How do you design a coordinated, focused design strategy for a sprawling, $97 billion behemoth comprised of scores of business units that are used to operating independently? If you’re Sam Lucente, who leads Hewlett-Packard’s design practice, you leverage some of what you learned at your previous two gigs, even as you ignore the conventional wisdom on “managing design.”
Lucente, who co-designed the ThinkPad 560 and 710 during a 14-year career at IBM and then led the user-interface design team at Netscape during its heyday, became HP’s first-ever design VP in January 2003. His charge: bring a unified theory of design to HP’s vast portfolio of products, and thereby strip out millions of dollars in development costs and help put the company on a new growth curve. In an interview, Lucente spotlighted some of the genetic code from IBM and Netscape that found its way into HP’s design DNA.
FC: IBM basically defined the pinnacle of corporate design—what was it like when you were there during the 1980s and early ’90s?
Lucente: IBM had a very regimented, Bauhaus approach to design. There were strict rules about the color of the boxes, the way you ventilated a product, the actual design of the louver. Just massive levels of detail, which came out of a book of standards that everyone had to adhere to. It made sense, because there were so many different products coming out of IBM; we needed a uniform look-and-feel. Besides, a design team could bring down an entire development effort if, say, it went off on its own and crafted a delicate hinge that’s beautiful but not reliable. Imagine the warranty costs that the company would incur. So I really saw the power of a unified group of design standards. But I also saw how limiting they could be, from a creative point of view.
FC: So how did you manage to innovate, given those strict standards?
Lucente: It was a struggle. In the early ’80s, I was assigned to lead the design effort of IBM’s CAD/CAM [computer-aided design/computer-aided manufacturing] mechanical systems, basically because no one else was interested. It was like working in a startup. We were all very passionate; we wanted to throw that book out the window. I was constantly balancing—just as I do now—the reality of the standards versus how much I could innovate. How far can you push the envelope? It’s a balance that only a designer can strike. And it often starts with deeply understanding the customer.
I went out to General Motors to study the ergonomics of how the engineers were using IBM’s massive, table-size CAD/CAMs. The systems were incredibly unwieldy, and I came back convinced that we had to make smaller models. In a sense, we rewrote the book. We went to market with the world’s first modular, component-based CAD/CAMs. Almost overnight, IBM took the lead in that market.
FC: So what gets stressed at HP, the standards or the freedom to innovate?
Lucente: Both. You take the power of those standards, which we’re doing at HP, yet at the same time, you don’t make it so regimented. So for example, we’ve developed a common icon for the “power-on” switch for HP’s hardware. It’s got a specific set of colors, materials, and finishes. But the designers aren’t required to use them. They’ve got the option to opt in.
I took that idea from Eliot Noyes. His design of the Selectric typewriter really broke away from IBM’s standards—he basically said, “screw the standards”—and yet he beautifully interpreted IBM’s design attitude. So at HP, we have design centers working on their own in creating beautiful, consumer-based objects that relate to their target market in a way that I could never understand, because I’m not living it day to day. And yet, when you put an HP laptop next to an HP printer, there’s this ethos and attitude that still comes through. It’s because we spent so much time figuring out what that ethos is.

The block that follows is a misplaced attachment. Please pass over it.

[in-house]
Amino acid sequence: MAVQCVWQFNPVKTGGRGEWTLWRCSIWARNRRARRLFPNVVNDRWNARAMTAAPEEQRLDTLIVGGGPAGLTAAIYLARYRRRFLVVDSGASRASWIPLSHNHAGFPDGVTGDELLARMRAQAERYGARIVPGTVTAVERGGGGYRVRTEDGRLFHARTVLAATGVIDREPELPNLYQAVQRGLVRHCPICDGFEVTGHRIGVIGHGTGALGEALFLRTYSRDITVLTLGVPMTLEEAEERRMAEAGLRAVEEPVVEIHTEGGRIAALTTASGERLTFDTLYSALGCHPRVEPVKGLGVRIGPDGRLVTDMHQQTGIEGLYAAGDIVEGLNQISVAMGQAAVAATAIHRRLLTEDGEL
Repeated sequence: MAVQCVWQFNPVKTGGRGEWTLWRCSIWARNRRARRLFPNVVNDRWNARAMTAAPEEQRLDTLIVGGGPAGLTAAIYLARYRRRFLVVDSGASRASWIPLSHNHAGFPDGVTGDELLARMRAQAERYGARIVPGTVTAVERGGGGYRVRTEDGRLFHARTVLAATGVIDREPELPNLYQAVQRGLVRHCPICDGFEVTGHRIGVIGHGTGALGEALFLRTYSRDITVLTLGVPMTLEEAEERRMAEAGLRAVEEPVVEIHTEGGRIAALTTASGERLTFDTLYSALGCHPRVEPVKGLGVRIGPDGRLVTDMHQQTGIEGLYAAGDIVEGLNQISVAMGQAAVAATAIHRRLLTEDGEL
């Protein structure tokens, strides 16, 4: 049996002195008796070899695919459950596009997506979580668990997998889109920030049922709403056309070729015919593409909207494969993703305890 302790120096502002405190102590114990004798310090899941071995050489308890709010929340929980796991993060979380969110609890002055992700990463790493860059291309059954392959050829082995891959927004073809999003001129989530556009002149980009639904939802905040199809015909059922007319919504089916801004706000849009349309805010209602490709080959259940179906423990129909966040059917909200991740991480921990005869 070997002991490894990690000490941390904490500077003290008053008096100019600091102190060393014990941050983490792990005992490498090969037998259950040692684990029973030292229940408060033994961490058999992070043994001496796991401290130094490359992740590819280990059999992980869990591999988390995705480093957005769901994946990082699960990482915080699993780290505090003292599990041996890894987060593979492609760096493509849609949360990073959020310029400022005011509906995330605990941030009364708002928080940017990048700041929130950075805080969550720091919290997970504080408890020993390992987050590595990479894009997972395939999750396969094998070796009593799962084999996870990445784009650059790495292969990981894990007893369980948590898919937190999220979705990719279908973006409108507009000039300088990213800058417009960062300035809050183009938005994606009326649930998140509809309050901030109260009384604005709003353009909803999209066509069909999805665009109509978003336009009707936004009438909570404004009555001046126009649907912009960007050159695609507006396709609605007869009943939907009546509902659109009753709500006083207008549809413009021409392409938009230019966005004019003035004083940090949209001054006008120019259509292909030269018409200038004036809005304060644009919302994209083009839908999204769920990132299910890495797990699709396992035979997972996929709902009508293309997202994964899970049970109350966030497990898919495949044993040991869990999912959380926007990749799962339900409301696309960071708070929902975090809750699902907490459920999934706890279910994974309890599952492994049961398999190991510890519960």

It’s all about how you lead design in the 21st century. You can’t do it with guidelines alone—they’d have to change every minute. Instead, you craft a set of principles and give designers the room to work off of them.
FC: You left IBM to join Netscape in 1996. That must have been quite a culture shock.
Lucente: On my first day at Netscape I got assigned to a cubicle, just like everyone else, whereas at IBM I had an office with a window over-looking Isamu Noguchi’s sculpture garden. Then this kid comes up to me and says, “I know you’re this big-shot from IBM, but now you’re starting over. Everyone here is on equal footing.” This guy was giving me a talk on equality, which was actually kind of cool. But it was 180 degrees from IBM, which was so hierarchical.
FC: You guys were inventing the browser’s look-and-feel. What was Netscape’s approach to design?
Lucente: Very iterative. It was basically, “Make it good enough, get it out there, we’ll evolve it in real time.” What I’ve learned since Netscape, through trial and tribulation, is that you don’t do that haphazardly. You iterate in a very systematic, repeatable way.
FC: What did you bring with you from Netscape to HP?
Lucente: The iterative part of Netscape made it to HP. Netscape was really user-centric in its approach. You build something, you test it, you put it in beta, you refine it—Google adopted that whole model. That software-design process requires you to test a lot and iterate, and build really detailed specs for what you want to create. Then you hand it all off to the coders. And once you hand off those design specs, they’re gone. There’s no going back.
Another thing that made it from Netscape to HP—or more likely, it was already here—is the collaborative approach to design. HP just excels at that. Everyone at Netscape was on a mission, sometimes to a fault. HP is big, but we still very much feel like we’re the challenger brand. In no way do we think we’re there yet. [Dell] went down pretty quickly, and now it’s working its way back up. In this industry, you don’t take anything for granted.